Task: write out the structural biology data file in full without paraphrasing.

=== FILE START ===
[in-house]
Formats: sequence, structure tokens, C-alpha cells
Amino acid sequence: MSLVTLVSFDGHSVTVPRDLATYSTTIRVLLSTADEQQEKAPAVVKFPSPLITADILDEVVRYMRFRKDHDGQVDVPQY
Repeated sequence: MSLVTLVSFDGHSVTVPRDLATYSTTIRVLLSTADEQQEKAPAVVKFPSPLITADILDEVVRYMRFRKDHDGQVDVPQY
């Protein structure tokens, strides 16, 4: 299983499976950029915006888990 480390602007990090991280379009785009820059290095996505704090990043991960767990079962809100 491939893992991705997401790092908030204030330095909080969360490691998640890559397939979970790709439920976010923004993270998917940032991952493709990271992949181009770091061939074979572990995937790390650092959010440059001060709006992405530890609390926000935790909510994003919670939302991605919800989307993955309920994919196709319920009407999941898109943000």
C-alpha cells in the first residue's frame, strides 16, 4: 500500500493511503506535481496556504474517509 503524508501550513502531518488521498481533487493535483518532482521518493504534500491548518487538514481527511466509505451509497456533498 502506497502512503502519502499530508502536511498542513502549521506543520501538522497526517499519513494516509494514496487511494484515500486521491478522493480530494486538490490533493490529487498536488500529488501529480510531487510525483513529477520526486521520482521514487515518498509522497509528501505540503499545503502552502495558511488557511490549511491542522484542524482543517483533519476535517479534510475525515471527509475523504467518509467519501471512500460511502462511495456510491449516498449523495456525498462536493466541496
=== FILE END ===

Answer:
[in-house]
Formats: sequence, structure tokens, C-alpha cells
Amino acid sequence: MSLVTLVSFDGHSVTVPRDLATYSTTIRVLLSTADEQQEKAPAVVKFPSPLITADILDEVVRYMRFRKDHDGQVDVPQY
Repeated sequence: MSLVTLVSFDGHSVTVPRDLATYSTTIRVLLSTADEQQEKAPAVVKFPSPLITADILDEVVRYMRFRKDHDGQVDVPQY
């Protein structure tokens, strides 16, 4: 299983499976950029915006888990 480390602007990090991280379009785009820059290095996505704090990043991960767990079962809100 491939893992991705997401790092908030204030330095909080969360490691998640890559397939979970790709439920976010923004993270998917940032991952493709990271992949181009770091061939074979572990995937790390650092959010440059001060709006992405530890609390926000935790909510994003919670939302991605919800989307993955309920994919196709319920009407999941898109943000």
C-alpha cells in the first residue's frame, strides 16, 4: 500500500493511503506535481496556504474517509 503524508501550513502531518488521498481533487493535483518532482521518493504534500491548518487538514481527511466509505451509497456533498 502506497502512503502519502499530508502536511498542513502549521506543520501538522497526517499519513494516509494514496487511494484515500486521491478522493480530494486538490490533493490529487498536488500529488501529480510531487510525483513529477520526486521520482521514487515518498509522497509528501505540503499545503502552502495558511488557511490549511491542522484542524482543517483533519476535517479534510475525515471527509475523504467518509467519501471512500460511502462511495456510491449516498449523495456525498462536493466541496